Our study had some limitations. First, only 7.9% of participants did not undergo CT and might have represented a different population from the other 92.1%. For example, patients in the No CT group may have been more likely to have severe physiological conditions and lower probability of survival than those in the CT group. To consider this issue, we compared the distribution of major measured confounders and found that there was sufficient overlap of measured characteristics between the two groups. We therefore considered the two groups to be comparable. Second, we could not elucidate whether our instrument variable meet the criteria of an IV method based on measured data. Although it is impossible to prove there was no direct relation between our instrument and outcomes, we consider our instrument to be acceptable because most facilities included in this study were tertiary care hospitals which have no restriction on the performance of CT. Therefore, the preference to order CT was not likely related to the hospital’s quality of care. Moreover, patient-level confounders might have had a greater influence on the physician’s choice to order CT. Additionally, physicians may have underestimated the ISS in the No CT group, which had a significantly higher mortality rate. This underestimation might have had an influence on the results.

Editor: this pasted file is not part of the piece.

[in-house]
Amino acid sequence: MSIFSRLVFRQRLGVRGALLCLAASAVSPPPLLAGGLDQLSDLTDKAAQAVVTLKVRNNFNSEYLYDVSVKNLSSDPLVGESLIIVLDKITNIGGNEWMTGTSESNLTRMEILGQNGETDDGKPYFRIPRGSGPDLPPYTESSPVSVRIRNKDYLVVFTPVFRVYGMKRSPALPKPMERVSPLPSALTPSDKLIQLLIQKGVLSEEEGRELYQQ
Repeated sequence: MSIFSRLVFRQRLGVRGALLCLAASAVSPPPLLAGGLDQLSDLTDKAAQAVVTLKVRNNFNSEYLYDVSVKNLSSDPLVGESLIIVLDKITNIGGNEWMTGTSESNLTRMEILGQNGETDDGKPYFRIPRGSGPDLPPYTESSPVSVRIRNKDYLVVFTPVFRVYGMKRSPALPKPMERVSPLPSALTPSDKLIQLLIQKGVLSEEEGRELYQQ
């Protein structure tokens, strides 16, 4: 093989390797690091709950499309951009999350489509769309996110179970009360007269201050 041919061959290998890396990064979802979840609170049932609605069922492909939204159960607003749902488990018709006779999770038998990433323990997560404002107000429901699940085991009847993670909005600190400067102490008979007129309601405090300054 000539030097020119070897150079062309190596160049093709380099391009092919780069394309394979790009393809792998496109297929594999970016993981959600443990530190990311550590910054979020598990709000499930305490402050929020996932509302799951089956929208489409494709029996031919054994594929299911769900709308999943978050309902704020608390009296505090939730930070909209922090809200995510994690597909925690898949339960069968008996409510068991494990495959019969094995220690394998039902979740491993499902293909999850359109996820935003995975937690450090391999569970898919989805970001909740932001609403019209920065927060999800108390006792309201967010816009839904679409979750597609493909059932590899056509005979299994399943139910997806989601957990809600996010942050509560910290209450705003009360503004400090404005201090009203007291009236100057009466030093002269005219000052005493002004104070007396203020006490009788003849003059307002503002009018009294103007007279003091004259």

In summary, most unstable blunt trauma patients undergo CT as part of initial management in Japan. We did not find clinically meaningful harmful effect of CT on survival for unstable blunt trauma patients after adjusting both for measured and unmeasured confounders. Our results do not support the current guidelines, of which only a few recommend CT for unstable patients. Continued discussion and more studies of this issue are necessary to improve the quality of care of blunt trauma patients.
Abbreviated injury scale
Diastolic blood pressure
Glasgow coma scale
Inverse probability of treatment weighted
Injury severity score
Japan trauma data bank
Revised trauma score
Systolic blood pressure
- TRISS Ps:
Trauma revised injury severity score probability of survival
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We would like to thank all members and personnel of the JTDB, the Japanese Association for Trauma Surgery, the Japanese Association for Acute Medicine, and Japan Trauma Care and Research.